Nuclear genome sequence of the plastid-lacking cryptomonad Goniomonas avonlea provides insights into the evolution of secondary plastids

Ugo Cenci, Shannon J. Sibbald, Bruce A. Curtis, Ryoma Kamikawa, Laura Eme, Daniel Moog, Bernard Henrissat, Eric Maréchal, Malika Chabi, Christophe Djemiel, Andrew J. Roger, Eunsoo Kim, John M. Archibald

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Abstract

Background: The evolution of photosynthesis has been a major driver in eukaryotic diversification. Eukaryotes have acquired plastids (chloroplasts) either directly via the engulfment and integration of a photosynthetic cyanobacterium (primary endosymbiosis) or indirectly by engulfing a photosynthetic eukaryote (secondary or tertiary endosymbiosis). The timing and frequency of secondary endosymbiosis during eukaryotic evolution is currently unclear but may be resolved in part by studying cryptomonads, a group of single-celled eukaryotes comprised of both photosynthetic and non-photosynthetic species. While cryptomonads such as Guillardia theta harbor a red algal-derived plastid of secondary endosymbiotic origin, members of the sister group Goniomonadea lack plastids. Here, we present the genome of Goniomonas avonlea-the first for any goniomonad-to address whether Goniomonadea are ancestrally non-photosynthetic or whether they lost a plastid secondarily. Results: We sequenced the nuclear and mitochondrial genomes of Goniomonas avonlea and carried out a comparative analysis of Go. avonlea, Gu. theta, and other cryptomonads. The Go. avonlea genome assembly is ~92 Mbp in size, with 33,470 predicted protein-coding genes. Interestingly, some metabolic pathways (e.g., fatty acid biosynthesis) predicted to occur in the plastid and periplastidal compartment of Gu. theta appear to operate in the cytoplasm of Go. avonlea, suggesting that metabolic redundancies were generated during the course of secondary plastid integration. Other cytosolic pathways found in Go. avonlea are not found in Gu. theta, suggesting secondary loss in Gu. theta and other plastid-bearing cryptomonads. Phylogenetic analyses revealed no evidence for algal endosymbiont-derived genes in the Go. avonlea genome. Phylogenomic analyses point to a specific relationship between Cryptista (to which cryptomonads belong) and Archaeplastida. Conclusion: We found no convincing genomic or phylogenomic evidence that Go. avonlea evolved from a secondary red algal plastid-bearing ancestor, consistent with goniomonads being ancestrally non-photosynthetic eukaryotes. The Go. avonlea genome sheds light on the physiology of heterotrophic cryptomonads and serves as an important reference point for studying the metabolic "rewiring" that took place during secondary plastid integration in the ancestor of modern-day Cryptophyceae.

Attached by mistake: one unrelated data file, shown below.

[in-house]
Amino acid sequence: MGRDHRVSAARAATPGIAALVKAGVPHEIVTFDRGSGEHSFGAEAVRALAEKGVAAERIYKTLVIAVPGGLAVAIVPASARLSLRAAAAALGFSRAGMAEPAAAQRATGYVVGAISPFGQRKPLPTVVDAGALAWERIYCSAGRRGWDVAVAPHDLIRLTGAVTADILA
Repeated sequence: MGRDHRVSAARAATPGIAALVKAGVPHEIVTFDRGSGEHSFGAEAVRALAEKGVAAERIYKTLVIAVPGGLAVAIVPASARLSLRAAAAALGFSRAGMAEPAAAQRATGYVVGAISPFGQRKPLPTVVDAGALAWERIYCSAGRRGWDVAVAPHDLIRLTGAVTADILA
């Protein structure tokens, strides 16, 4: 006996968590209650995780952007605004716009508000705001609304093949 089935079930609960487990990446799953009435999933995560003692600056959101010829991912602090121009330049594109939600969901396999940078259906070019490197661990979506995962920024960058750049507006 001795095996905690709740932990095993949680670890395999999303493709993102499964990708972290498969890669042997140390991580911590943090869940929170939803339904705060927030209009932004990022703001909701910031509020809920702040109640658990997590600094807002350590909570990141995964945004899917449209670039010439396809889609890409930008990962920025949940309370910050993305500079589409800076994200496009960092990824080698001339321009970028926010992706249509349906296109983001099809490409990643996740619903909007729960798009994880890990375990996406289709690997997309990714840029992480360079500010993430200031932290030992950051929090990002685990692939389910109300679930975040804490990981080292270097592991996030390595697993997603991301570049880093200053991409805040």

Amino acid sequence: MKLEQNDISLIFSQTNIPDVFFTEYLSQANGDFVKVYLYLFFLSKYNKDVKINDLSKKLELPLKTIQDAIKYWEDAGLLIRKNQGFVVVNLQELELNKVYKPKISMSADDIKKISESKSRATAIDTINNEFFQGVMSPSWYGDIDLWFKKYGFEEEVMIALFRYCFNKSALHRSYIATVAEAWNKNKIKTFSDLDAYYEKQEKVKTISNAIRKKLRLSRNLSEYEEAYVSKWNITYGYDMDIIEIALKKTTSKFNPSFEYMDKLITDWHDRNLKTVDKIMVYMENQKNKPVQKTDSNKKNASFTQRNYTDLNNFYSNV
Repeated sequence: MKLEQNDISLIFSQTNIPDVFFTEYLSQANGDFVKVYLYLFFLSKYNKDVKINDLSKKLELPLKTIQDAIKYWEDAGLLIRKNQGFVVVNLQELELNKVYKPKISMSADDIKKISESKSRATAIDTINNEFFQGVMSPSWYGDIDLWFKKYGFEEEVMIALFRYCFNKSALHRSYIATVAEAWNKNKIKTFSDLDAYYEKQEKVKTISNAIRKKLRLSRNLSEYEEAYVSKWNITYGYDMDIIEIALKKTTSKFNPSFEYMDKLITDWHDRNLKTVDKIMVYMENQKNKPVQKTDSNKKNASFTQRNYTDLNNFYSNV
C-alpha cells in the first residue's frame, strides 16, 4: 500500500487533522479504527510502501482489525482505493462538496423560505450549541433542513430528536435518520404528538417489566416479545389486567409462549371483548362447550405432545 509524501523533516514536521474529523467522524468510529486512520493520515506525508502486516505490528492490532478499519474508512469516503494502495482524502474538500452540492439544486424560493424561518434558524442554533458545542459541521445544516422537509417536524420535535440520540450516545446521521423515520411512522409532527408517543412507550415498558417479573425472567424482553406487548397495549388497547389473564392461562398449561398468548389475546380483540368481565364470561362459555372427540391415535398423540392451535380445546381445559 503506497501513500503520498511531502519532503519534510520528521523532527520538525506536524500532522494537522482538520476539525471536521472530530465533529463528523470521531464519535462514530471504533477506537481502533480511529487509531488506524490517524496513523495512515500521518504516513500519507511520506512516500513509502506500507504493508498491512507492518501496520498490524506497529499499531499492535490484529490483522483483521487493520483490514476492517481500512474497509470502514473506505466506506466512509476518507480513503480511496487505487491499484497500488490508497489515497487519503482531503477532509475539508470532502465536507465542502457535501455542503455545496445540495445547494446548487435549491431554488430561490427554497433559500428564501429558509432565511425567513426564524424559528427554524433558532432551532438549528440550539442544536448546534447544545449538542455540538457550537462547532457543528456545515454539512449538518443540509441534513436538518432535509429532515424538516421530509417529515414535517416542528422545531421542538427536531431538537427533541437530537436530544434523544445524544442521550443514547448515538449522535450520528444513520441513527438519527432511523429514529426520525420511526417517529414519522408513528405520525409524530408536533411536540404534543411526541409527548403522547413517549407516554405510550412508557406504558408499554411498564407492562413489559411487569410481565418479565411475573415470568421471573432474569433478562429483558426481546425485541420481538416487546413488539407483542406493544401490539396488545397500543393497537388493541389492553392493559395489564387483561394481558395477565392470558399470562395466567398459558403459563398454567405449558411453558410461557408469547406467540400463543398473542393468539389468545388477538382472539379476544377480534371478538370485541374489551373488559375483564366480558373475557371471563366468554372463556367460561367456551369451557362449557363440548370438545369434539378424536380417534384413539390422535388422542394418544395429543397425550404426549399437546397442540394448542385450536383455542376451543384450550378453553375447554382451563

Original languageEnglish
Article number137
JournalBMC Biology
Volume16
Issue number1
DOIs
StatePublished - 28 Nov 2018

Keywords

  • Cryptomonads
  • Cryptophytes
  • Genome evolution
  • Phylogenomics
  • Secondary endosymbiosis

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